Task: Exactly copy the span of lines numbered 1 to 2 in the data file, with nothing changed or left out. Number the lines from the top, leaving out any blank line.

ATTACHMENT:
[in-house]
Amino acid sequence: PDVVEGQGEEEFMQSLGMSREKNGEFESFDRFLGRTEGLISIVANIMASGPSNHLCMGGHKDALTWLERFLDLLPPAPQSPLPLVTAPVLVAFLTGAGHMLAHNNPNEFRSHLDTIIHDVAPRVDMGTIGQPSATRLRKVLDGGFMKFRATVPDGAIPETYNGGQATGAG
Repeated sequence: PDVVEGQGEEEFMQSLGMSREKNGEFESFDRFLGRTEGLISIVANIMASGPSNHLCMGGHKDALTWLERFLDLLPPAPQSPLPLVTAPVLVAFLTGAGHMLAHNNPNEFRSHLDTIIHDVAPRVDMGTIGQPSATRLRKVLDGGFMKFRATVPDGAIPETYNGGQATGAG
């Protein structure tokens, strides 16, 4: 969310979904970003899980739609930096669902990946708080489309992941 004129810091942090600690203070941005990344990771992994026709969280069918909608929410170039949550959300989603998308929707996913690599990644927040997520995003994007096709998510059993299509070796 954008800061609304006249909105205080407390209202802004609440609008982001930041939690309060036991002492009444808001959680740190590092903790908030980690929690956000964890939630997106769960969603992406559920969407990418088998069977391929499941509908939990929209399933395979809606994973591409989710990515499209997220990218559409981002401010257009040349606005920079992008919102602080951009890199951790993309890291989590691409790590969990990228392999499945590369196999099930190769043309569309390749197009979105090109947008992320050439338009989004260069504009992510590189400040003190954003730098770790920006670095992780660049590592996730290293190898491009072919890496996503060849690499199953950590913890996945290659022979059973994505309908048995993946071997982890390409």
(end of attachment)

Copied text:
[in-house]
Amino acid sequence: PDVVEGQGEEEFMQSLGMSREKNGEFESFDRFLGRTEGLISIVANIMASGPSNHLCMGGHKDALTWLERFLDLLPPAPQSPLPLVTAPVLVAFLTGAGHMLAHNNPNEFRSHLDTIIHDVAPRVDMGTIGQPSATRLRKVLDGGFMKFRATVPDGAIPETYNGGQATGAG